I haven’t read very many time travel books and I thought Passenger was a great one. The time travel aspect was so interesting and unlike any other time travelling system that I’ve read before (not that I’ve read very many). There were three things in particular about the time travel in this book that I found to be unique and intriguing:
1. In this novel, time isn’t stagnant. The different timelines work in parallel so that even if you time travel to a different location and year, you still end up in the same day of that year and time continues to move forward. For example, if you found a passage on January 11 from 2016 to a different place in 1900, you would still end up in 1900 on January 11.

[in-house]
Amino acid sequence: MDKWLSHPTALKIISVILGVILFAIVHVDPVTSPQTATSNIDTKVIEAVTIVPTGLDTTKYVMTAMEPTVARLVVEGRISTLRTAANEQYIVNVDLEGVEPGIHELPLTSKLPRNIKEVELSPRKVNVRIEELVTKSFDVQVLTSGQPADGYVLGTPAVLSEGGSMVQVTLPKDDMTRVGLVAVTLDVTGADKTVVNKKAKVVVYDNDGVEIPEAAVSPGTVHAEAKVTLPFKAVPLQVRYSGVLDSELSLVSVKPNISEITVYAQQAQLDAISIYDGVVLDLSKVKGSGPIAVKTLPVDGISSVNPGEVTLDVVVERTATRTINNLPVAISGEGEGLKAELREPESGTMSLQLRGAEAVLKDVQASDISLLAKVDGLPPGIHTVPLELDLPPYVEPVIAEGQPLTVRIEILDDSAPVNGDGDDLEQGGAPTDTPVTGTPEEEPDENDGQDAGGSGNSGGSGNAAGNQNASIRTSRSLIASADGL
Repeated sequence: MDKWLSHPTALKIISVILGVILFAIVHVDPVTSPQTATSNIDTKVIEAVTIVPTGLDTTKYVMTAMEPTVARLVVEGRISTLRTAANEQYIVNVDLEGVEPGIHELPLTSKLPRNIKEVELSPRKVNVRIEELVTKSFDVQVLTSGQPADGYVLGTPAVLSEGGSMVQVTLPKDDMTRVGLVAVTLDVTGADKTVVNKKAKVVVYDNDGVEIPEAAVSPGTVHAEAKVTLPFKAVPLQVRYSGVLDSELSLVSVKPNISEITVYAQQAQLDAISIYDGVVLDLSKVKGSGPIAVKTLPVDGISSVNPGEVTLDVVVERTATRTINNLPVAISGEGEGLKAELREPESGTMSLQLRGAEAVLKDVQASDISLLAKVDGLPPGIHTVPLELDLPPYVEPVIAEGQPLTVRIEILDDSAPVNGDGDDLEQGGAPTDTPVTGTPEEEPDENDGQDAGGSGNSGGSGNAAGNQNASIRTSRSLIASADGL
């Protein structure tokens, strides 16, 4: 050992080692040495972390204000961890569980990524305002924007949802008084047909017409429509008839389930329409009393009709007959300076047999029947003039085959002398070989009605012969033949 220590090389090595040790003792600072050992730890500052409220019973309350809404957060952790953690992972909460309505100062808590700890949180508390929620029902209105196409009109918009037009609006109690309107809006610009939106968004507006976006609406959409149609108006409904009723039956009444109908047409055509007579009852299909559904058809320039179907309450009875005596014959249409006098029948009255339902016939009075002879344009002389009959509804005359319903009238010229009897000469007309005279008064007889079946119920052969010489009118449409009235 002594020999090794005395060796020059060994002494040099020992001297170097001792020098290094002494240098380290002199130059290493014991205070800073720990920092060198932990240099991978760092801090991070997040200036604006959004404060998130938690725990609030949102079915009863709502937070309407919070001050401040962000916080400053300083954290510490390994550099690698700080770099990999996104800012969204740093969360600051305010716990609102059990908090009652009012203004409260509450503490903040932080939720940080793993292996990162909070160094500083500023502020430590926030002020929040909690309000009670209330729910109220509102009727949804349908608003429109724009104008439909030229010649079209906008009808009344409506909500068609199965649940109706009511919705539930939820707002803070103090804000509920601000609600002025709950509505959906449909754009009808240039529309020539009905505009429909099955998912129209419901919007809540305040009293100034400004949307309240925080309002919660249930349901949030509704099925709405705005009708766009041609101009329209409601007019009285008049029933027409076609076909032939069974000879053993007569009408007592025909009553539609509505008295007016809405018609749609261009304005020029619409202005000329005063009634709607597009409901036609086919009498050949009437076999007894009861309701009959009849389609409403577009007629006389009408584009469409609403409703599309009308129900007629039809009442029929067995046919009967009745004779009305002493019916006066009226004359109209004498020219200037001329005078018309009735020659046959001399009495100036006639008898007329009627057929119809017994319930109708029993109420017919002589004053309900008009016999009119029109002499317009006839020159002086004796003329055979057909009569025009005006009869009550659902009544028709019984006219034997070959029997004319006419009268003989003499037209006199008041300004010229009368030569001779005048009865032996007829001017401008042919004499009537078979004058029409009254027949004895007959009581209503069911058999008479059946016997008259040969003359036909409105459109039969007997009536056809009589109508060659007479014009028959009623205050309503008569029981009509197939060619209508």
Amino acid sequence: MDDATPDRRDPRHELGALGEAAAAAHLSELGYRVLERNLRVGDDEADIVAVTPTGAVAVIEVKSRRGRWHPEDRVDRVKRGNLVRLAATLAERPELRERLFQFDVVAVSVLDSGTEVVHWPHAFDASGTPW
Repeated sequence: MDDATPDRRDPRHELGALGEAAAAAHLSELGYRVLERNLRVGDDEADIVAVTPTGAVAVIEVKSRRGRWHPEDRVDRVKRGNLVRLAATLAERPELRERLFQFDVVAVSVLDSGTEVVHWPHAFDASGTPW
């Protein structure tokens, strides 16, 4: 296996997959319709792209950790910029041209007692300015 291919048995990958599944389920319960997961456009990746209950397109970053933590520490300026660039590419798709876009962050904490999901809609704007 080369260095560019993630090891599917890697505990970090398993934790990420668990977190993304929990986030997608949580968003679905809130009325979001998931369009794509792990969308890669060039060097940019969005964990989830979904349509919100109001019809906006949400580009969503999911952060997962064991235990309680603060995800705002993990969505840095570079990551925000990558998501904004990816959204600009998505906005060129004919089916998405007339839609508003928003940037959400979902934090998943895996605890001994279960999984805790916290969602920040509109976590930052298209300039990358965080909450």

2. The second aspect that I found interesting was that you cannot cross paths with yourself, meaning that you can’t go somewhere if you have already been to that place at that time. You cannot rewrite your history in that time and place, and you just get bounced out of that ‘passage’ if you’ve already been there at that point in time.
3. The third thing that I found interesting about this world was the fact that even if you die, you still exist in future years, if you’ve been there before. So if you existed in 2016, but you travelled back to Paris, 1790 and died during the French Revolution, you would still be alive in 2016?!
The time travel in this book did remind me a little bit of Ransom Riggs’ Miss Peregrine’s Home for Peculiar Children series. Etta and Nicholas finding passages and travelling to different locations, while evading people who were after them, reminded me a lot of Jacob and Emma travelling through time loops and escaping from the wights. But ultimately, the worlds were different enough for me to separate the two.